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For those who enjoy a trip down memory lane

Discussion in 'Personal' started by modelmaker, Jun 5, 2020.

  1. modelmaker

    modelmaker Senior commenter

    The thread about chlorinated chicken prompted me to seach for comparative household expenditure over the decades and I came across this site. https://www.retrowow.co.uk/index.html which has all manner of stuff that may either bring back forgotten memories or give insights into how lives have changed over the years.

    On the page about 50s TV, I found this delight:

    "In the fifties, the hours people watched television were tightly controlled - the 24 hour broadcasting of today was unheard of. The Postmaster General stipulated how many hours of television could be shown each week. In 1956, for example, the BBC was allowed to broadcast television on weekdays between 9am and 11pm, with not more than 2 hours before 1pm. There was also a period between 6pm and 7pm when no television was broadcast. This period was used by parents to trick young children into thinking that the evening's television had finished so they would go to bed without complaint - it was known as the 'toddlers' truce' -imagine that today! At the weekends, the rules were no more relaxed. A maximum of eight hours broadcasting was allowed on Saturdays and 7 3/4 hours on Sunday. On Sunday another anachronism reigned - television shown between 2pm and 4pm was intended for adults - children were meant to be at Sunday School! Gradually the rules on broadcasting hours were made less strict. The 'toddlers' truce', for example, was dropped in 1957."
     
  2. magic surf bus

    magic surf bus Star commenter

    Interesting site. It's reminded me that one of the best CSE History projects I ever saw from a pupil was 'Skinhead Music & Fashions'.

    At some point I must visit https://www.museumofbrands.com/ although my firm favourite remains

     
    Jamvic, modelmaker and Jolly_Roger15 like this.
  3. Jolly_Roger15

    Jolly_Roger15 Star commenter










    Advertising jingles do stay in your head for decades. Once, we went to the Museum of Packaging, in Notting Hill. There was a small cafe area with old adverts playing on an early colour television set. A few of us spontaneously started singing along to, "Hands that do dishes can be soft as your face, with mild, green Fairy Liquid." We never did work out whether the woman serving in the shop was, as was not, wearing Harmony Hair Spray!
     
    Last edited: Jun 5, 2020
  4. theworm123

    theworm123 Lead commenter

    There would be a violent uproar if the government tried to appoint an apparatchik to do this nowadays :D.
     
    Lalad likes this.
  5. modelmaker

    modelmaker Senior commenter

    Indeed. It's interesting to be reminded of the timeline of small events that led to the comparative freedoms we enjoy now and the general changing of attitudes. This is interesting in that respect: https://www.retrowow.co.uk/social_history/50s/bus_and_umbrella.html

    "How did you stop a bus in 1950s Britain?


    There are two types of stop, a 'compulsory' bus stop where the driver always stops and a 'request' stop, where the driver stops if requested by passenger on the bus or member of the public waiting at the bus stop.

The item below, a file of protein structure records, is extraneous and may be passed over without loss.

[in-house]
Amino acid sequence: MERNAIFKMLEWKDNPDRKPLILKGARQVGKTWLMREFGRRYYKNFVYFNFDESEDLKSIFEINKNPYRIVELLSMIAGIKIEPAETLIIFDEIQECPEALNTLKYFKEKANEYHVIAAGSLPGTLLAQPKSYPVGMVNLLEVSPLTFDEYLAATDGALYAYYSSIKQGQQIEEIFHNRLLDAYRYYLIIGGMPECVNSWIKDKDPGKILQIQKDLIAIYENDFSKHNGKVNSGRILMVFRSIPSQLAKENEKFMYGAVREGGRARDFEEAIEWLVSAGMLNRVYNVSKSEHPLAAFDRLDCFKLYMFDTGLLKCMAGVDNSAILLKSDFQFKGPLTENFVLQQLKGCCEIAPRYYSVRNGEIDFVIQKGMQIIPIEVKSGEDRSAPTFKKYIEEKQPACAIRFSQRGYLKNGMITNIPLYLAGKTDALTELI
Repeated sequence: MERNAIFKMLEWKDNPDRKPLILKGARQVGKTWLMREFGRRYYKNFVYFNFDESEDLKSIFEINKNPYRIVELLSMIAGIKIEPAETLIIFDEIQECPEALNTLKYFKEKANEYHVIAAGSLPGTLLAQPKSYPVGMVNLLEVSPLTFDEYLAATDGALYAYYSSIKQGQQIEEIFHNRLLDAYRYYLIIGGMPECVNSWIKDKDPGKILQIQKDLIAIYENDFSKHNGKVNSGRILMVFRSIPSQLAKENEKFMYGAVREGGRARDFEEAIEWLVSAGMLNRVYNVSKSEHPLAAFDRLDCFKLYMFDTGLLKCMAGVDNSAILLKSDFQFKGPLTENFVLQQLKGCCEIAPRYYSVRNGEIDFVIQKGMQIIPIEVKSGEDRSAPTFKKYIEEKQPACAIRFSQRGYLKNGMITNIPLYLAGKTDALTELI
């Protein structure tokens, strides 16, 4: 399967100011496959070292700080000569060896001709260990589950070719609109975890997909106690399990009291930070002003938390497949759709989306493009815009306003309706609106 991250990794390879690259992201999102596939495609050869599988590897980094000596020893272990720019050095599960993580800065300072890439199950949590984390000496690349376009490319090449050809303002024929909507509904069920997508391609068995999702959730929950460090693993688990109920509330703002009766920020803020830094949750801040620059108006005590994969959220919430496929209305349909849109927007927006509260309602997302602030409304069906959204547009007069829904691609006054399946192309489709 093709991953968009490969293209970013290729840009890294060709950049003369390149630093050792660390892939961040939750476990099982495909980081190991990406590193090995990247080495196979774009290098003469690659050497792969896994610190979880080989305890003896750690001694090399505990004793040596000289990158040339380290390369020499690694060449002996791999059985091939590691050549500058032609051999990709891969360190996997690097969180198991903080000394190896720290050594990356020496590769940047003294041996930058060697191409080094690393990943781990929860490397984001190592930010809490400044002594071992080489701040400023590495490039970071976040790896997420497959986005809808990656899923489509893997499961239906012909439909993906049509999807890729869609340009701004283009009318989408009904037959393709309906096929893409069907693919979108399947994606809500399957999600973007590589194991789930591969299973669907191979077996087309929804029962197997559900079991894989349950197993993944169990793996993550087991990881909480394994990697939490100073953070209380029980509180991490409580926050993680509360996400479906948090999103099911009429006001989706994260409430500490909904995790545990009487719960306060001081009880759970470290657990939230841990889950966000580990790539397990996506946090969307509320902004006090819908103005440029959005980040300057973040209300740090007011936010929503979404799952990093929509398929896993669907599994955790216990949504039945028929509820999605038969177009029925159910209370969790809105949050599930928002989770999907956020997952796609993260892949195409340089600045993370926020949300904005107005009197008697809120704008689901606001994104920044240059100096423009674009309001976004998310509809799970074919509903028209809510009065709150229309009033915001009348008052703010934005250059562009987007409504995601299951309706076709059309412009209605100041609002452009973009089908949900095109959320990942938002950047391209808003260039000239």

But how do you stop the bus? According to the 'Central buses - map and list of routes' from 1968, you should ring the bell, if you are on the bus. If you want to get on the bus, you should wave your arm.


    What about waving an umbrella?


    Mr J Dromgoole complained in a letter to The Times on 20 September 1957, where he told the story of his friend who wanted to stop a No 19 bus. The No 19 ran from Finsbury Park to Tooting. It took in Piccadilly Circus, Hyde Park Corner and Sloane Square. His friend held up his umbrella and three bus drivers ignored him. The fourth stopped, but the conductor reprimanded him and told him that an umbrella was no way to stop a bus.


    Mr Dromgoole gave the National Liberal Club SW1 as his address. The National Liberals were a breakaway from the Liberal Party. They sided with the Conservatives.

    Mr Dromgoole's letter received a reply from Lord Strabolgi, a Labour peer. Lord Strabolgi defended the bus drivers. He told Dromgoole that London Transport notices said passengers should use a hand to stop a bus. Lord Strabolgi thought the drivers ignored Dromgoole's friend because they might have thought he wanted to a taxi.


    The two letters prompted four replies. One was from Sylvia A Sulivan, The Haywards, Middle Wallop, Hampshire, (today this property is worth over £1m). A conductor rebuked her for using and umbrella and told her it was rude and bordering on insulting. Mr A Buchanon took no sides but suggested an umbrella could be dangerous to other road users. Hannah Wright wrote that using a hand to stop a bus for another passenger was also unacceptable. But Mr A J Hill suggested Mr Dromgoole's friend try raising his hat instead.


    But why was wagging an umbrella so rude?


    Middle class office workers carried umbrellas, along with a bowler hat and a brief case. Working class Britons did not have much use for umbrellas. Many preferred to wear a hat. Wagging umbrellas had connotations: a rich customer might summon a deferential worker with one.


    For many working class people those attitudes belonged in the past. Jobs were plentiful and many thought the boot was on the other foot. Bus drivers were in no mood to be deferential."